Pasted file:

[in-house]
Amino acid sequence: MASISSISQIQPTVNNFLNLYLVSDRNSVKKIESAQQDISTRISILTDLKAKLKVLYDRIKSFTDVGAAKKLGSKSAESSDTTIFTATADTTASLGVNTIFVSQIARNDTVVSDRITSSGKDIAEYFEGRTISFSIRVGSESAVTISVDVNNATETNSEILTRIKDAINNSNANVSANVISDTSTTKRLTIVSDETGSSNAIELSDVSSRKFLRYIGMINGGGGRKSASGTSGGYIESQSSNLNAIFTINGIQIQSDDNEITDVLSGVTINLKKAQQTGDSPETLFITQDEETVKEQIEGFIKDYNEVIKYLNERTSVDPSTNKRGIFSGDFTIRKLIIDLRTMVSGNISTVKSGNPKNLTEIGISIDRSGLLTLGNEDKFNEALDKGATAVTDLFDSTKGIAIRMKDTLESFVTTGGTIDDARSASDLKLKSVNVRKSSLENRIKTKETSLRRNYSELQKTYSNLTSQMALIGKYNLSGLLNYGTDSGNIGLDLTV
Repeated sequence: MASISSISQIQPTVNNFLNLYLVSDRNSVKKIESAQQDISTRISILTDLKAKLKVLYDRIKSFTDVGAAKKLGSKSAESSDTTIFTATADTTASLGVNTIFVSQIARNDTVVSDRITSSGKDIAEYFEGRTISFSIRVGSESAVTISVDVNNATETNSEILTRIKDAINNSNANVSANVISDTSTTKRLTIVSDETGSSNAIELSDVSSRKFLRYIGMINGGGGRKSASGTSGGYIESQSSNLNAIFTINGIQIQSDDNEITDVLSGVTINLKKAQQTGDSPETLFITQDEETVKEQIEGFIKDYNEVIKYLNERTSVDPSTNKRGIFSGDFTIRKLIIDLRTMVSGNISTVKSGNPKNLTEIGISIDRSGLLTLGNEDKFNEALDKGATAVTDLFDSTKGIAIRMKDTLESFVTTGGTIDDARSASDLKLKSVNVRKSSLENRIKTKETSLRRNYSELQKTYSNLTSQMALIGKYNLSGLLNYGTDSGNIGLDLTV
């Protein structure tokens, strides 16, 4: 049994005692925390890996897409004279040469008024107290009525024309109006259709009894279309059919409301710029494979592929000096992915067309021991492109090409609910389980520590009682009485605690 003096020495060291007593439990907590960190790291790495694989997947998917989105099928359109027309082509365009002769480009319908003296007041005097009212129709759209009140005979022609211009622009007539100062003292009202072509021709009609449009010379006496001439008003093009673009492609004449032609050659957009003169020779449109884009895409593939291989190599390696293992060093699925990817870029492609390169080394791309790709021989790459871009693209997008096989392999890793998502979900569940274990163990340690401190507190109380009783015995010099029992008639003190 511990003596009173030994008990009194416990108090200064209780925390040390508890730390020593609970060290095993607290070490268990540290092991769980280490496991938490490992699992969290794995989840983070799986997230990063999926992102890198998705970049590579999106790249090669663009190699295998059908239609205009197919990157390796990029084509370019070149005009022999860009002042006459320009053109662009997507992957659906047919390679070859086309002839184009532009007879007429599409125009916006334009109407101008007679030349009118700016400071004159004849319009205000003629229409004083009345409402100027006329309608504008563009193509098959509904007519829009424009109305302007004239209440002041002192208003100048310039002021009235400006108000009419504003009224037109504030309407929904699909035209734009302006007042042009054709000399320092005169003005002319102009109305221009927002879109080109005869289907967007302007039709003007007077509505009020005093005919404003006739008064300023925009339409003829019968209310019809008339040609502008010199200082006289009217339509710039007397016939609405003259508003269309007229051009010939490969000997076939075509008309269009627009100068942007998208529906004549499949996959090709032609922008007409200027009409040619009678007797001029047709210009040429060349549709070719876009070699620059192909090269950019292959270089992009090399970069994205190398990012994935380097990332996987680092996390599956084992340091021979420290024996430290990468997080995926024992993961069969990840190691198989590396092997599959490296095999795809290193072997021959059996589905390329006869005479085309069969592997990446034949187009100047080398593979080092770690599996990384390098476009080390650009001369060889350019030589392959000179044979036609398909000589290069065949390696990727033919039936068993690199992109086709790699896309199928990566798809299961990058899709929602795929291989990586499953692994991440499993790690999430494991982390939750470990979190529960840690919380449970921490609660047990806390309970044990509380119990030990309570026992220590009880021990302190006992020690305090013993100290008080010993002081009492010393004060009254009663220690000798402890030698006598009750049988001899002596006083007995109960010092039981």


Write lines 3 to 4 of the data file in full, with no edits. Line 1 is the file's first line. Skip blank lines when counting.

Repeated sequence: MASISSISQIQPTVNNFLNLYLVSDRNSVKKIESAQQDISTRISILTDLKAKLKVLYDRIKSFTDVGAAKKLGSKSAESSDTTIFTATADTTASLGVNTIFVSQIARNDTVVSDRITSSGKDIAEYFEGRTISFSIRVGSESAVTISVDVNNATETNSEILTRIKDAINNSNANVSANVISDTSTTKRLTIVSDETGSSNAIELSDVSSRKFLRYIGMINGGGGRKSASGTSGGYIESQSSNLNAIFTINGIQIQSDDNEITDVLSGVTINLKKAQQTGDSPETLFITQDEETVKEQIEGFIKDYNEVIKYLNERTSVDPSTNKRGIFSGDFTIRKLIIDLRTMVSGNISTVKSGNPKNLTEIGISIDRSGLLTLGNEDKFNEALDKGATAVTDLFDSTKGIAIRMKDTLESFVTTGGTIDDARSASDLKLKSVNVRKSSLENRIKTKETSLRRNYSELQKTYSNLTSQMALIGKYNLSGLLNYGTDSGNIGLDLTV
């Protein structure tokens, strides 16, 4: 049994005692925390890996897409004279040469008024107290009525024309109006259709009894279309059919409301710029494979592929000096992915067309021991492109090409609910389980520590009682009485605690 003096020495060291007593439990907590960190790291790495694989997947998917989105099928359109027309082509365009002769480009319908003296007041005097009212129709759209009140005979022609211009622009007539100062003292009202072509021709009609449009010379006496001439008003093009673009492609004449032609050659957009003169020779449109884009895409593939291989190599390696293992060093699925990817870029492609390169080394791309790709021989790459871009693209997008096989392999890793998502979900569940274990163990340690401190507190109380009783015995010099029992008639003190 511990003596009173030994008990009194416990108090200064209780925390040390508890730390020593609970060290095993607290070490268990540290092991769980280490496991938490490992699992969290794995989840983070799986997230990063999926992102890198998705970049590579999106790249090669663009190699295998059908239609205009197919990157390796990029084509370019070149005009022999860009002042006459320009053109662009997507992957659906047919390679070859086309002839184009532009007879007429599409125009916006334009109407101008007679030349009118700016400071004159004849319009205000003629229409004083009345409402100027006329309608504008563009193509098959509904007519829009424009109305302007004239209440002041002192208003100048310039002021009235400006108000009419504003009224037109504030309407929904699909035209734009302006007042042009054709000399320092005169003005002319102009109305221009927002879109080109005869289907967007302007039709003007007077509505009020005093005919404003006739008064300023925009339409003829019968209310019809008339040609502008010199200082006289009217339509710039007397016939609405003259508003269309007229051009010939490969000997076939075509008309269009627009100068942007998208529906004549499949996959090709032609922008007409200027009409040619009678007797001029047709210009040429060349549709070719876009070699620059192909090269950019292959270089992009090399970069994205190398990012994935380097990332996987680092996390599956084992340091021979420290024996430290990468997080995926024992993961069969990840190691198989590396092997599959490296095999795809290193072997021959059996589905390329006869005479085309069969592997990446034949187009100047080398593979080092770690599996990384390098476009080390650009001369060889350019030589392959000179044979036609398909000589290069065949390696990727033919039936068993690199992109086709790699896309199928990566798809299961990058899709929602795929291989990586499953692994991440499993790690999430494991982390939750470990979190529960840690919380449970921490609660047990806390309970044990509380119990030990309570026992220590009880021990302190006992020690305090013993100290008080010993002081009492010393004060009254009663220690000798402890030698006598009750049988001899002596006083007995109960010092039981």